Four states of auctions
It can be useful to think of auctions in terms of states. There are two important conditions to consider for every auction, based on our two questions: are we in a game force or not, and
do we have a major-suit fit or not? This leads to four possible states:
State 1 auctions are the most common, since every auction starts in State 1. We have a lot of work to do, with priority on our two questions: Do we have a game? and Do we have a major-suit fit?
State 2 auctions are when we know we have a game, but we don’t yet know which game. Examples are 2/1 auctions and fourth-suit forcing auctions. Our priority is to find the right game;
first we’re looking for a major-suit fit, then for notrump.
State 3 auctions are when we have a fit, but are uncertain about game. Common examples are auctions like 1♠–2♠ or 1♣–1♠–2♠. Our priority is determining whether we have enough for game.
State 4 auctions are the best – we have a fit and are in a game force. Now the focus is on question No. 3: Do we have a slam? Example situations include Jacoby 2NT auctions, splinter
auctions and 2/1 auctions where we set a major (such as 1♠–2♦; 2♠–3♠).
Most conventions only exist within one of these states, and often only within one of the subcategories of one state. For example, new-minor forcing only exists in State 1, and then only in the subcategory of “opener rebids notrump.” Roman key card Blackwood exists only in State 4, when we have a fit and are in a game force.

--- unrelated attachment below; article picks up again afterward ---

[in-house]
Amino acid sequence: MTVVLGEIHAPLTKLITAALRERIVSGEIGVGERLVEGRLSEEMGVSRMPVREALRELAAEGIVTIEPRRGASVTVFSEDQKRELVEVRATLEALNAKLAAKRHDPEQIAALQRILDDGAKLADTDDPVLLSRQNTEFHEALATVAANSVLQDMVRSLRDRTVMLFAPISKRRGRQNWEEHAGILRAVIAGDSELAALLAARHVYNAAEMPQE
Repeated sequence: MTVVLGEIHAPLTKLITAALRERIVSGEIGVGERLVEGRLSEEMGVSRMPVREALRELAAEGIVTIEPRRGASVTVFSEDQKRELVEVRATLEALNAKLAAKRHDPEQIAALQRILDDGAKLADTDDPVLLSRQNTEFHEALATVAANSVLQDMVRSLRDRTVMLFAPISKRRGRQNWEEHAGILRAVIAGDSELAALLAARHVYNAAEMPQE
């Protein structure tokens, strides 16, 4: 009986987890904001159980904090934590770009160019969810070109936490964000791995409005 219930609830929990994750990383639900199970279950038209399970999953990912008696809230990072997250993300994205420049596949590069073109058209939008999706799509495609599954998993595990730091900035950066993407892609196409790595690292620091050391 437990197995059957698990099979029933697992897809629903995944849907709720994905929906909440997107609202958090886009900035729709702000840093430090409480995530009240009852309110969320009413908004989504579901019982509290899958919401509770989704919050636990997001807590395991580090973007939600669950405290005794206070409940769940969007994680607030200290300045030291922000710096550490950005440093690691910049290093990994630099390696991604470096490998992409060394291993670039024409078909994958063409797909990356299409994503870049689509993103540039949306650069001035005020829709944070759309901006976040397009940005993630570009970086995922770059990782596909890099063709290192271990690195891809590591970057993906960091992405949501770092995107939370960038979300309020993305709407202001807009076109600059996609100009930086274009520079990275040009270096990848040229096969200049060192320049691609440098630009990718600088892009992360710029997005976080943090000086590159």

Thinking about the state of the auction can help identify our goals, sharpen our focus on those goals, and remind us of the appropriate conventions for the situation.
Here are a couple of examples:
The 4♣ and 3♣ bids are very different, and the difference comes from the different states of the two auctions.
Auction 1 is in State 4, since by bidding past 3♠ opener has committed the partnership to game. State 4 is about slam bidding; the only question is whether we’re playing in 4♠ or 6♠. Once we have grounded ourselves in the correct state, we can figure out that 4♣ is a slam try, specifically a control bid.
The second auction is in State 3: We have a spade fit, but have not forced to game. The issue on the table in State 3 is 3♠ or 4♠. So 3♣ is an attempt to get to game when that is the right contract. It’s a game try.